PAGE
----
July 24th, 2017 by Oren Smilansky

Customer service isn’t, has never been, and never will be, an easy profession. Day in and day out, service agents interact with irritated customers who are likely to take out their anger and frustrations on anyone who will listen (or, more likely, read, considering that an increasing number of people now file their complaints via chat, social media, or email).

In an interesting experiment, chat platform provider LivePerson  set out to see just which customers are most likely to swear at service agents. By analyzing the language used in 38 million customer service chats, gathered from more than 500 companies, the vendor uncovered some fascinating facts regarding the regions and industries that are most susceptible to bad words.

According to the findings, men revert to dirty language 16.5 percent more frequently than women do when interacting with support agents. They’re also more likely to use crass words, such as the one that starts with “c”.  Women, on the other hand, tend to use softer, euphemistic words, like “gosh,” “goodness,” and “poop,” for example.

LivePerson also found that customers located in Virginia, Alaska, Iowa, Utah, and New Mexico swore the most, which is surprising to me, as someone who’s lived both in Los Angeles and New York City–cities that don’t have the greatest reputations for service interactions. Those who cursed the least were located in Hawaii, Minnesota, Mississippi, South Carolina, and Louisiana.

Another surprise is that the industries most likely to be confronted with verbal abuse include charities, nonprofits, and hospitality. The most polite customer interactions occur in the pharmaceutical, consulting, banking, energy, and financial services industries.

The rest of the results are available here. LivePerson’s post gets into details I’d rather avoid listing here, because I’d like to keep my job for now.

July 20th, 2017 by Sam Del Rowe

Revenue contribution from email marketing is up 18 to 20 percent in 2017 compared to 2016, according to a study by market research firm The Relevancy Group, in collaboration with content personalization and intelligence platform OneSpot. The study also found that marketers using deep personalization can drive up to 17 percent more revenue via their email programs than those that do not use deep personalization.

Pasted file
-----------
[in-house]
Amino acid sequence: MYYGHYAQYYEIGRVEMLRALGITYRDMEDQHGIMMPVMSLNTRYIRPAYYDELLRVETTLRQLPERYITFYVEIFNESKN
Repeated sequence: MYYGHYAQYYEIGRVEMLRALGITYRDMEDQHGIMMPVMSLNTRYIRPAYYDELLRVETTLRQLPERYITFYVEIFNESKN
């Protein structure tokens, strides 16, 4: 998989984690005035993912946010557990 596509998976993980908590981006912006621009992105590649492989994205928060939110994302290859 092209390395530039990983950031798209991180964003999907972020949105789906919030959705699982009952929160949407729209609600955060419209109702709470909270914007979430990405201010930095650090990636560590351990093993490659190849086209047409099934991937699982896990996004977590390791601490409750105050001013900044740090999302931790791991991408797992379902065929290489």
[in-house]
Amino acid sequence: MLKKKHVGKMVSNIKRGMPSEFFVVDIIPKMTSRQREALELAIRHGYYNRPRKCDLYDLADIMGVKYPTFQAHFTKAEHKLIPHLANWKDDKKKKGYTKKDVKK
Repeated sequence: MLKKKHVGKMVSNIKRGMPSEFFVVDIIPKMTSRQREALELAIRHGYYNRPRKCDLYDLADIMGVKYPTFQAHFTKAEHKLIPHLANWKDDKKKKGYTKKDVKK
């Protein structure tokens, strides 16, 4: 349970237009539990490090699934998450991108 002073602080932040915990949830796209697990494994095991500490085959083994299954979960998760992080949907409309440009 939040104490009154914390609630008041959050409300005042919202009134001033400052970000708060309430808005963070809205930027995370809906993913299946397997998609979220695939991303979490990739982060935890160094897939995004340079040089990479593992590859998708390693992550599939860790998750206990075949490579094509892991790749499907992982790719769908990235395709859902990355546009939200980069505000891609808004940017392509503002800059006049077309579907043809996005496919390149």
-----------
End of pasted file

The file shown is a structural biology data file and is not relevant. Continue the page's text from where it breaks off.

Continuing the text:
Findings from the study indicate the effectiveness of various personalization tactics. 60 percent of respondents report that leveraging real-time data in email is “effective” or “highly effective,” with 58 percent and 59 percent respectively reporting the same for machine learning and personalizing email content.

Nevertheless, the study found that many email marketers are struggling to capitalize on email personalization. 44 percent of respondents identified “lack of internal buy-in” as the largest impediment to implementing personalization, while 26 percent reported that email personalization is not a priority in their existing budget. Moreover, more than half of respondents are not making personalized product recommendations in their messages or using a recommendation engine to deliver personalized content to newsletter subscribers.

“Opportunities have never been greater to drive engaging, relevant, personalized experiences in email based on real user behavior, and marketers who are currently capitalizing are realizing measurable results,” Nicholas Einstein, vice president of research and principal analyst of The Relevancy Group, said in a statement.  “The organizational headwinds that prevent many marketers from innovating to drive personalization still blow strong, but can be navigated when companies take steps to implement measurement, align stakeholders and partner with experts.”